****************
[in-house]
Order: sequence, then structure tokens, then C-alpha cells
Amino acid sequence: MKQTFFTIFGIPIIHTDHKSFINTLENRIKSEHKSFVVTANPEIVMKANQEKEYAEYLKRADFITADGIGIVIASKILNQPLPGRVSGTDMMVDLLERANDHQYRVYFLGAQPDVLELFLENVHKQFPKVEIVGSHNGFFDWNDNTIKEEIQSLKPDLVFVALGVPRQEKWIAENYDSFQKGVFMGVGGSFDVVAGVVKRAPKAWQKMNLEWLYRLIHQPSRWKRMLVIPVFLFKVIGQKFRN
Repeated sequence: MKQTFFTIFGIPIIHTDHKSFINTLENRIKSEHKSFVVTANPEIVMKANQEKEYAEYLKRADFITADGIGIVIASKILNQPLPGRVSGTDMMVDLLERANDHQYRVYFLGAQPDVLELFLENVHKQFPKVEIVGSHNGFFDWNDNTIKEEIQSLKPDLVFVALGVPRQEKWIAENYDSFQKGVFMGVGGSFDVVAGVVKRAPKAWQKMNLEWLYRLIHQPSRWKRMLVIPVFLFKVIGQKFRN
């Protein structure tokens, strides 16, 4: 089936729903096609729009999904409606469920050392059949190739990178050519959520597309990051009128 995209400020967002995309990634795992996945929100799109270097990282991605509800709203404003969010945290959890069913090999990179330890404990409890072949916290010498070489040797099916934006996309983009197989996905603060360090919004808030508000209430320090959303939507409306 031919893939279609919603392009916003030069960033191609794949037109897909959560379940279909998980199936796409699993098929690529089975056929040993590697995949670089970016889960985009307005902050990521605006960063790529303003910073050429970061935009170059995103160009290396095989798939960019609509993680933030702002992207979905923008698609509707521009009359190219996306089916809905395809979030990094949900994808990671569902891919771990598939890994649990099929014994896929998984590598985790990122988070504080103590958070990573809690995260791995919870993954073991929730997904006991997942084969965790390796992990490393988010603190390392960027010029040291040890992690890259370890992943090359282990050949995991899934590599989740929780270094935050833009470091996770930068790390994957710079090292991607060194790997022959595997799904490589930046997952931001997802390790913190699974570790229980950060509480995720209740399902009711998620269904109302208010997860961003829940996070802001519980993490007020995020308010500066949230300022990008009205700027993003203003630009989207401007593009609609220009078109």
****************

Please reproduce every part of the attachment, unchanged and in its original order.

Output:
[in-house]
Order: sequence, then structure tokens, then C-alpha cells
Amino acid sequence: MKQTFFTIFGIPIIHTDHKSFINTLENRIKSEHKSFVVTANPEIVMKANQEKEYAEYLKRADFITADGIGIVIASKILNQPLPGRVSGTDMMVDLLERANDHQYRVYFLGAQPDVLELFLENVHKQFPKVEIVGSHNGFFDWNDNTIKEEIQSLKPDLVFVALGVPRQEKWIAENYDSFQKGVFMGVGGSFDVVAGVVKRAPKAWQKMNLEWLYRLIHQPSRWKRMLVIPVFLFKVIGQKFRN
Repeated sequence: MKQTFFTIFGIPIIHTDHKSFINTLENRIKSEHKSFVVTANPEIVMKANQEKEYAEYLKRADFITADGIGIVIASKILNQPLPGRVSGTDMMVDLLERANDHQYRVYFLGAQPDVLELFLENVHKQFPKVEIVGSHNGFFDWNDNTIKEEIQSLKPDLVFVALGVPRQEKWIAENYDSFQKGVFMGVGGSFDVVAGVVKRAPKAWQKMNLEWLYRLIHQPSRWKRMLVIPVFLFKVIGQKFRN
């Protein structure tokens, strides 16, 4: 089936729903096609729009999904409606469920050392059949190739990178050519959520597309990051009128 995209400020967002995309990634795992996945929100799109270097990282991605509800709203404003969010945290959890069913090999990179330890404990409890072949916290010498070489040797099916934006996309983009197989996905603060360090919004808030508000209430320090959303939507409306 031919893939279609919603392009916003030069960033191609794949037109897909959560379940279909998980199936796409699993098929690529089975056929040993590697995949670089970016889960985009307005902050990521605006960063790529303003910073050429970061935009170059995103160009290396095989798939960019609509993680933030702002992207979905923008698609509707521009009359190219996306089916809905395809979030990094949900994808990671569902891919771990598939890994649990099929014994896929998984590598985790990122988070504080103590958070990573809690995260791995919870993954073991929730997904006991997942084969965790390796992990490393988010603190390392960027010029040291040890992690890259370890992943090359282990050949995991899934590599989740929780270094935050833009470091996770930068790390994957710079090292991607060194790997022959595997799904490589930046997952931001997802390790913190699974570790229980950060509480995720209740399902009711998620269904109302208010997860961003829940996070802001519980993490007020995020308010500066949230300022990008009205700027993003203003630009989207401007593009609609220009078109």